WASHINGTON — While Iraq’s government dithers over whether to American troops should stay beyond the end of this year, the accelerating pace of the drawdown is making it increasingly difficult for the United States to reverse course if called on to maintain operations in the country.
“There’s a momentum in the process once you start closing sites down ... and you start moving troops and contractors out of Iraq,” Army Maj. Gen. Thomas Richardson, who oversees logistics for U.S. Forces Iraq, told reporters Wednesday.
About half of 94 U.S. military sites slated for closure at the start of Operation New Dawn in September 2010 have already been shut down, while another seven will be closed this month, he said. The site closures schedule isn’t designed to preserve bases needed if the U.S. stays. The mission now is simply to be out of the country by the year-end deadline.
“We’re on a glide path based on drawing everything down to zero, because that’s the orders we’ve been given,” he said.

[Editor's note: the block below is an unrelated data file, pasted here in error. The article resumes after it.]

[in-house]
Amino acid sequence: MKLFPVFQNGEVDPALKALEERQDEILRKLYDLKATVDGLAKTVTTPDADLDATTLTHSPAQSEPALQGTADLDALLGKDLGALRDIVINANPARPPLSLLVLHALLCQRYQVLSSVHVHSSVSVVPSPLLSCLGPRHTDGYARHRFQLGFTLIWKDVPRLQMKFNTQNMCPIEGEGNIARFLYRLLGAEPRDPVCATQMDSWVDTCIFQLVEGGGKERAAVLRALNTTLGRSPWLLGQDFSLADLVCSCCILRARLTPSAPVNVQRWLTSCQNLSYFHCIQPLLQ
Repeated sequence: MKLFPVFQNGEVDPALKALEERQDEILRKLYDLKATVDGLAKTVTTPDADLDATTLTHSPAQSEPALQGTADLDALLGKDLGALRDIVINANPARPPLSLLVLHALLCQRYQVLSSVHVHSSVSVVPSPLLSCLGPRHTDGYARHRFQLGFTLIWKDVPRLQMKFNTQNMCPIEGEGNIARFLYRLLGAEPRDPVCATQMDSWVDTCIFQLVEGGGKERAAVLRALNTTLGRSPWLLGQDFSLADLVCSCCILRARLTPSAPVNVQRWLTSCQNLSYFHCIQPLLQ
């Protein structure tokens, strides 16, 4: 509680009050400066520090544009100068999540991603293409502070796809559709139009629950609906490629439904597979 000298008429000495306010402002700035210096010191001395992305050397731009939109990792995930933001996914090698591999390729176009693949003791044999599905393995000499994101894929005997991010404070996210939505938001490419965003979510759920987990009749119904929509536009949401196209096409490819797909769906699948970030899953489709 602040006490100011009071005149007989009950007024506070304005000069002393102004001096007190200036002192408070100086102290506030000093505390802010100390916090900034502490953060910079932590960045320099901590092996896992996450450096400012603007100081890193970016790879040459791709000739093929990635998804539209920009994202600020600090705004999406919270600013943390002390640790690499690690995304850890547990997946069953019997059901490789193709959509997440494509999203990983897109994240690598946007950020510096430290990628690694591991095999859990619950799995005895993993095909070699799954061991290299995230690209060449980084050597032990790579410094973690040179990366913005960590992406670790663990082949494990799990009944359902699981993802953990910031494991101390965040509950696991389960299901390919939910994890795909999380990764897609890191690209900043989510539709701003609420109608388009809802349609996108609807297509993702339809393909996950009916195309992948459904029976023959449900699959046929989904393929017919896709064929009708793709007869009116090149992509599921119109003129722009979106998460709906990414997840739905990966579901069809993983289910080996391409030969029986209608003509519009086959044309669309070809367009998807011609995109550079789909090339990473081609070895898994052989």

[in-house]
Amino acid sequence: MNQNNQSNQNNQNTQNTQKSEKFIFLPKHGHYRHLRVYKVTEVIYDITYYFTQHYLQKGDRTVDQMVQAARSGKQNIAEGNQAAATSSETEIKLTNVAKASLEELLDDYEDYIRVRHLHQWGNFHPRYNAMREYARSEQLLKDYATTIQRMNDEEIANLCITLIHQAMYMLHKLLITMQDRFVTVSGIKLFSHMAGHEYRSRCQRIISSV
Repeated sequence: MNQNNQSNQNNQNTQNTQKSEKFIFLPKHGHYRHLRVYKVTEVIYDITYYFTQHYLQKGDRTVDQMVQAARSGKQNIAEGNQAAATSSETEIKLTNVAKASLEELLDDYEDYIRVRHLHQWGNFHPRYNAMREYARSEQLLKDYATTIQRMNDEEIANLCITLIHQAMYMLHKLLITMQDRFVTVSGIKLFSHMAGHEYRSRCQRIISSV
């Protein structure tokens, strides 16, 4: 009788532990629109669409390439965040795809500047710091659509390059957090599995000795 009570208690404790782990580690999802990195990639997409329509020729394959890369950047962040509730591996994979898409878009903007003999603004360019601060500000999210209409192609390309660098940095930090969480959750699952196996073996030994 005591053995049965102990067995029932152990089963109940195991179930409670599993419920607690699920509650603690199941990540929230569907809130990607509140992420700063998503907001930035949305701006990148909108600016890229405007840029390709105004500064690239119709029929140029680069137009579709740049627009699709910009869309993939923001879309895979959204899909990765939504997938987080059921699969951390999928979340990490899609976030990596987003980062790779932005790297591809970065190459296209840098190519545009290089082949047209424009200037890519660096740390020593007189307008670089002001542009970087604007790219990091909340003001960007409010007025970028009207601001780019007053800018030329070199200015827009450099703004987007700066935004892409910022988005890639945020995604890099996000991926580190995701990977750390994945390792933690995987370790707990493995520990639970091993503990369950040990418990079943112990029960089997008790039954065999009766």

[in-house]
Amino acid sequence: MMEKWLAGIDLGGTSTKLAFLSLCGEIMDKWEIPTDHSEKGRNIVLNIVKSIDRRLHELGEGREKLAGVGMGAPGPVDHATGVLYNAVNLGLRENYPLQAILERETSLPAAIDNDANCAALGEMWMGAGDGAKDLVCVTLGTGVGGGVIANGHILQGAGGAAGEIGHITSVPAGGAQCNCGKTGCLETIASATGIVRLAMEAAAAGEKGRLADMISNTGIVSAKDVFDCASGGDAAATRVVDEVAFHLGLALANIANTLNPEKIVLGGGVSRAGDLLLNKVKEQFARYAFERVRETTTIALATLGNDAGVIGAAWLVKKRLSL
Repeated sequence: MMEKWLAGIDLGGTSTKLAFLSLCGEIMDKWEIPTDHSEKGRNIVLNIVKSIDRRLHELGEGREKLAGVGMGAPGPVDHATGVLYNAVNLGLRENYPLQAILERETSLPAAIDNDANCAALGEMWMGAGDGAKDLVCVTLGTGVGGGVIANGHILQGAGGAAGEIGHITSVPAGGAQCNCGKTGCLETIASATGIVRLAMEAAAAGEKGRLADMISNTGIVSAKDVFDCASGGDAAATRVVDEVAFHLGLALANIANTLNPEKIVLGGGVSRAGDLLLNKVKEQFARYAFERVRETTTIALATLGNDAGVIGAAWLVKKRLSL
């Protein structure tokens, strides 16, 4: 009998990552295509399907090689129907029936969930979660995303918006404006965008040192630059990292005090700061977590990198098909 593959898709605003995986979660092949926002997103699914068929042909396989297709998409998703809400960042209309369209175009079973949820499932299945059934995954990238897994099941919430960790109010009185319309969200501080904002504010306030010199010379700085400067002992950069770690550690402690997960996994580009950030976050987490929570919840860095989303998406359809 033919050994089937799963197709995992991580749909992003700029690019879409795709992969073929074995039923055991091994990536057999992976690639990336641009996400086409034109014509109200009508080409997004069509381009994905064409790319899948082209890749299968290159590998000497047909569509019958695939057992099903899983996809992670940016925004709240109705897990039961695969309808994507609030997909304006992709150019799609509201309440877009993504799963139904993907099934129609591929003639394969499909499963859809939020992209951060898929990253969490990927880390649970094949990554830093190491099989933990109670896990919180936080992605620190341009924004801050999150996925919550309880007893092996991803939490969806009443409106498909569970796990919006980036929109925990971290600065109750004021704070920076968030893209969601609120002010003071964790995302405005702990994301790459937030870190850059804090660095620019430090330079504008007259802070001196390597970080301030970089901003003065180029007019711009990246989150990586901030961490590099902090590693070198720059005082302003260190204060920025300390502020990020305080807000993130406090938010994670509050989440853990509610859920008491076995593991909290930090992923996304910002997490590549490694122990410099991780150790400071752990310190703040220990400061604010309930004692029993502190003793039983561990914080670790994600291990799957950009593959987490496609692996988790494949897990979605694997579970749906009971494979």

The pace of equipment disposal is also picking up, Richardson said. Prior to September 2010, the military had given Iraq $157 million dollars of excess materiel — commercial equipment like desks, vehicles and electrical generators. In the 11 months since then, $247 million worth of equipment has been handed over to Iraqi authorities.
Excess equipment, Richardson said, is defined as usable but too worn out to transfer elsewhere within U.S. Central Command or given to other U.S. government entities in Iraq. The State Department, for instance, has so far received $78 million worth of equipment that is in better shape that the materiel transferred to Iraq.
The longer Iraq waits to answer the U.S. on troop presence, the more sites are closed down. That means more free equipment for Iraq, and perhaps a more difficult task for the U.S. to fully equip its own forces that might ultimately remain in the country.